More intensive treatment using statin drugs to lower levels of bad cholesterol leads to even greater reductions in the risk of a heart attack or stroke than with regular statin doses. That’s the conclusion of two Oxford University-led studies published in the medical journal The Lancet today.
The reduction in risk is proportional to the reduction achieved in bad cholesterol levels, even in patients with already low levels. This suggests that a wide range of people at risk of heart disease may benefit from using statins to reduce their bad cholesterol levels further, whatever their starting point.
The first study, jointly coordinated by the Clinical Trial Service Unit (CTSU) at the University of Oxford and the NHMRC Clinical Trials Centre at the University of Sydney, brought together data from some 170,000 people from 26 randomised trials in a new analysis.
The researchers found that using more intensive statin treatment produced a highly significant 15% further reduction in major vascular events over standard statin doses.
‘Using aggressive statin treatment to lower levels of bad cholesterol further than would be achieved using standard doses produces even greater reductions in the incidence of heart attacks or strokes,’ says Professor Colin Baigent of CTSU, who led this study. ‘This is particularly relevant to people who have had heart attack or stroke and are at risk of recurrent problems.’
The second study, a randomized trial in around 12,000 heart attack survivors, assessed intensive statin therapy using 80 mg simvastatin against a daily 20 mg dose of simvastatin. This large trial was led by Professor Jane Armitage, also of the CTSU at Oxford University.
People receiving 80 mg simvastatin showed a greater reduction in bad cholesterol levels over the 6–7 year course of the trial. This reduction produced a 6% further reduction in major vascular events. Although this result was not statistically significant on its own, it is entirely consistent with the benefit that, based on the results of the analysis in the first study, would be expected from a cholesterol reduction of this size.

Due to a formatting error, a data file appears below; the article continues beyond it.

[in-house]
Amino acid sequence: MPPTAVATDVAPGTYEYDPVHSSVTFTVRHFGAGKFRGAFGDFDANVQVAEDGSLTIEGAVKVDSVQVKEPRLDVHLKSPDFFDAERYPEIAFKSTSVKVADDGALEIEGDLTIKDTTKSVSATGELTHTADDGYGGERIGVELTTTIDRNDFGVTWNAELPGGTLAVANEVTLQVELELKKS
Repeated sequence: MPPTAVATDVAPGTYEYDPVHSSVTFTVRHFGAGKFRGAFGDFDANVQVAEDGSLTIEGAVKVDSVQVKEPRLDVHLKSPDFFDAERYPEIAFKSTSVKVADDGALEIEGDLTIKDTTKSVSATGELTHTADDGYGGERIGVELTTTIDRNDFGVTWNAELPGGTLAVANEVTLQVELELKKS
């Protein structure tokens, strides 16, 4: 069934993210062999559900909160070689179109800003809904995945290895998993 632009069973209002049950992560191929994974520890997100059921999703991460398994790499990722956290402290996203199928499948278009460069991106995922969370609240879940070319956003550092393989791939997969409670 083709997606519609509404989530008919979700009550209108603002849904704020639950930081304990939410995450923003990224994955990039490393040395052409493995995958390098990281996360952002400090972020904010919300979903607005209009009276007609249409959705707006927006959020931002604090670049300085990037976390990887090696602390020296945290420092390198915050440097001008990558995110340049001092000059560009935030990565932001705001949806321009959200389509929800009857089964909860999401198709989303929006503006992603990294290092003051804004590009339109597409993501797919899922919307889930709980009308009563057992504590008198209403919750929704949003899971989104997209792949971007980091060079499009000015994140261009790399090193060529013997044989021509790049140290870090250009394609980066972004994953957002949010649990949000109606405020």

Muscle weakness, or myopathy, is a rare side effect sometimes reported in people taking statins. There were two (0.03%) cases of muscle weakness in patients taking 20 mg simvastatin daily, but there were 53 (0.9%) cases among the 6000 patients in the 80 mg group, including 7 cases of more serious muscle damage.
Dr Louise Bowman, clinical coordinator of the trial at CTSU, explains: ‘Myopathy is a rare side-effect of statins. It occurs in only about 1 in 10,000 patients per year with standard daily doses of 20–40 mg simvastatin but in this trial we saw that myopathy is more common with 80mg simvastatin daily. So, it may be safer to lower cholesterol using low doses of more potent statins rather than by increasing the dose of simvastatin – the most commonly used statin.
‘In light of these new findings, the current NICE guidelines for statins may need to be re-examined,’ she adds.
‘Taken together, these two studies suggest that using statins more intensively to reduce levels of bad cholesterol is generally safe, effective and does lead to further benefits in reducing risk of heart disease,’ says Professor Armitage. ‘This is true even if people have low levels of bad cholesterol in their blood already.’